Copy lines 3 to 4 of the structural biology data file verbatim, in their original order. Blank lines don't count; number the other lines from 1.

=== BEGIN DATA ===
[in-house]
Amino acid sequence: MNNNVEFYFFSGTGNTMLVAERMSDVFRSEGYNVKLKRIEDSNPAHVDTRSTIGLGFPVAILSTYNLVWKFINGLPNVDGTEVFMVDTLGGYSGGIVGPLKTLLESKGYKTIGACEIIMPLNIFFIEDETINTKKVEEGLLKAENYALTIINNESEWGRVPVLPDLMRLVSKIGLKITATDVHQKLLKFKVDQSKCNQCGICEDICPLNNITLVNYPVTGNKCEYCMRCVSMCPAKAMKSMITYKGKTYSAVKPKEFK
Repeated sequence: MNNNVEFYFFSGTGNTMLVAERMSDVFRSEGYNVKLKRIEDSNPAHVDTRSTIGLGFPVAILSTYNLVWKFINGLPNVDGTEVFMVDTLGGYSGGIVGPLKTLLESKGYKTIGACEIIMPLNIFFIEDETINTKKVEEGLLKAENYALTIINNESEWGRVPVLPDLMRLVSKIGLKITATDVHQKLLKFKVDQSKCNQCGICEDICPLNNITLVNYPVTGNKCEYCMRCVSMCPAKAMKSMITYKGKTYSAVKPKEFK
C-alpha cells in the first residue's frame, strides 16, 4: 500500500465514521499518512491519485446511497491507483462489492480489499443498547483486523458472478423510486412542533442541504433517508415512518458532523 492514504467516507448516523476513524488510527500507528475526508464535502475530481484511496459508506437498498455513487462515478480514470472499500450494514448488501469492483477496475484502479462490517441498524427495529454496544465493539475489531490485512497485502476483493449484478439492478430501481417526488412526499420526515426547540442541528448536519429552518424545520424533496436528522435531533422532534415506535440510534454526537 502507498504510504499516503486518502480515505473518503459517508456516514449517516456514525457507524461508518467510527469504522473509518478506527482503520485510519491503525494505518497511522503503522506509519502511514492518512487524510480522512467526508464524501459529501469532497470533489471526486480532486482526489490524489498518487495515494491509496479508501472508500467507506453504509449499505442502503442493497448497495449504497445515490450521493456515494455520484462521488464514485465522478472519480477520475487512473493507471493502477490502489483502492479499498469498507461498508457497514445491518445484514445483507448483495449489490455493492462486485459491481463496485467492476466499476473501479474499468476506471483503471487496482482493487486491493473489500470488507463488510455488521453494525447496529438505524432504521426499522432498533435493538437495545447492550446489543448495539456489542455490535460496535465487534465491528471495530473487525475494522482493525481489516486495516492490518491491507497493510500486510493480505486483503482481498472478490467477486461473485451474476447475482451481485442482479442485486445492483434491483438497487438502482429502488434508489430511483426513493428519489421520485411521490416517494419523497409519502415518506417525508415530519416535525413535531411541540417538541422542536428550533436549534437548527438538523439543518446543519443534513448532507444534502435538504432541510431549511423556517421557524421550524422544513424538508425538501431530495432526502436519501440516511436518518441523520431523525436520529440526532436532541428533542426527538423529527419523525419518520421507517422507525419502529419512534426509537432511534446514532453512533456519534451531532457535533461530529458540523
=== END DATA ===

Repeated sequence: MNNNVEFYFFSGTGNTMLVAERMSDVFRSEGYNVKLKRIEDSNPAHVDTRSTIGLGFPVAILSTYNLVWKFINGLPNVDGTEVFMVDTLGGYSGGIVGPLKTLLESKGYKTIGACEIIMPLNIFFIEDETINTKKVEEGLLKAENYALTIINNESEWGRVPVLPDLMRLVSKIGLKITATDVHQKLLKFKVDQSKCNQCGICEDICPLNNITLVNYPVTGNKCEYCMRCVSMCPAKAMKSMITYKGKTYSAVKPKEFK
C-alpha cells in the first residue's frame, strides 16, 4: 500500500465514521499518512491519485446511497491507483462489492480489499443498547483486523458472478423510486412542533442541504433517508415512518458532523 492514504467516507448516523476513524488510527500507528475526508464535502475530481484511496459508506437498498455513487462515478480514470472499500450494514448488501469492483477496475484502479462490517441498524427495529454496544465493539475489531490485512497485502476483493449484478439492478430501481417526488412526499420526515426547540442541528448536519429552518424545520424533496436528522435531533422532534415506535440510534454526537 502507498504510504499516503486518502480515505473518503459517508456516514449517516456514525457507524461508518467510527469504522473509518478506527482503520485510519491503525494505518497511522503503522506509519502511514492518512487524510480522512467526508464524501459529501469532497470533489471526486480532486482526489490524489498518487495515494491509496479508501472508500467507506453504509449499505442502503442493497448497495449504497445515490450521493456515494455520484462521488464514485465522478472519480477520475487512473493507471493502477490502489483502492479499498469498507461498508457497514445491518445484514445483507448483495449489490455493492462486485459491481463496485467492476466499476473501479474499468476506471483503471487496482482493487486491493473489500470488507463488510455488521453494525447496529438505524432504521426499522432498533435493538437495545447492550446489543448495539456489542455490535460496535465487534465491528471495530473487525475494522482493525481489516486495516492490518491491507497493510500486510493480505486483503482481498472478490467477486461473485451474476447475482451481485442482479442485486445492483434491483438497487438502482429502488434508489430511483426513493428519489421520485411521490416517494419523497409519502415518506417525508415530519416535525413535531411541540417538541422542536428550533436549534437548527438538523439543518446543519443534513448532507444534502435538504432541510431549511423556517421557524421550524422544513424538508425538501431530495432526502436519501440516511436518518441523520431523525436520529440526532436532541428533542426527538423529527419523525419518520421507517422507525419502529419512534426509537432511534446514532453512533456519534451531532457535533461530529458540523